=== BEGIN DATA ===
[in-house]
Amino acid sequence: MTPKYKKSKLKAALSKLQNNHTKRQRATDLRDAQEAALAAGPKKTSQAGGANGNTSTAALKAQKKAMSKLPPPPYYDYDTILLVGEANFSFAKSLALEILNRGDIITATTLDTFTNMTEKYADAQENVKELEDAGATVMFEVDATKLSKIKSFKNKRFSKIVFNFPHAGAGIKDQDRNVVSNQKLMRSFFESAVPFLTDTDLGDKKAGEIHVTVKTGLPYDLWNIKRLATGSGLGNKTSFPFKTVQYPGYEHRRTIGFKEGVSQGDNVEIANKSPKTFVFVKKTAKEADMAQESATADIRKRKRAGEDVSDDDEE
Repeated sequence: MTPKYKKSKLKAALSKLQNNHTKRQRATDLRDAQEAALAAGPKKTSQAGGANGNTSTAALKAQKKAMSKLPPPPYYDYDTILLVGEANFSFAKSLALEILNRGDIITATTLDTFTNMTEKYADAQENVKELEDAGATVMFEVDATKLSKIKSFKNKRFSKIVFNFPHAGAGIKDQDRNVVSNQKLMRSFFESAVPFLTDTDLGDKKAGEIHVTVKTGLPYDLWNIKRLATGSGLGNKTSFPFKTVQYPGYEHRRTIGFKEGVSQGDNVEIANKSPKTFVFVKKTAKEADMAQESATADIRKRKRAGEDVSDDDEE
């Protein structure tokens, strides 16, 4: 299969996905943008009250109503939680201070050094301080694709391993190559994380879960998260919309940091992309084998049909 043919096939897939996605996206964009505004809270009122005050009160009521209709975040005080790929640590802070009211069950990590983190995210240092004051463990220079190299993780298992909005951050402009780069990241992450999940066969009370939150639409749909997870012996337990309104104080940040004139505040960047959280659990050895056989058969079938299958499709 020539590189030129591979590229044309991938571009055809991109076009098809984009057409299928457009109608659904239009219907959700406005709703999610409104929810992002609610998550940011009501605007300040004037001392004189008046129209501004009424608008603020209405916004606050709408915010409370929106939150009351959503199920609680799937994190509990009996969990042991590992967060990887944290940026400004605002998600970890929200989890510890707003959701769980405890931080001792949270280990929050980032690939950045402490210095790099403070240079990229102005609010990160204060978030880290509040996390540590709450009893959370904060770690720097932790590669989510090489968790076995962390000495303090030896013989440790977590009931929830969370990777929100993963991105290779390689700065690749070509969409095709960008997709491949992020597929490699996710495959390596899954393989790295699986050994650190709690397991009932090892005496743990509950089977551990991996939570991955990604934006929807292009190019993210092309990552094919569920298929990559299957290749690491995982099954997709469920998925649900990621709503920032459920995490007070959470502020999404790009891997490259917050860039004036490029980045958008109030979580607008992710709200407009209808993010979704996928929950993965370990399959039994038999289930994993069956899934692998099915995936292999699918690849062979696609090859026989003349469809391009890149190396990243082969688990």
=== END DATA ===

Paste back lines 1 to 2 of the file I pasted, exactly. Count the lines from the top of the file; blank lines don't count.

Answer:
[in-house]
Amino acid sequence: MTPKYKKSKLKAALSKLQNNHTKRQRATDLRDAQEAALAAGPKKTSQAGGANGNTSTAALKAQKKAMSKLPPPPYYDYDTILLVGEANFSFAKSLALEILNRGDIITATTLDTFTNMTEKYADAQENVKELEDAGATVMFEVDATKLSKIKSFKNKRFSKIVFNFPHAGAGIKDQDRNVVSNQKLMRSFFESAVPFLTDTDLGDKKAGEIHVTVKTGLPYDLWNIKRLATGSGLGNKTSFPFKTVQYPGYEHRRTIGFKEGVSQGDNVEIANKSPKTFVFVKKTAKEADMAQESATADIRKRKRAGEDVSDDDEE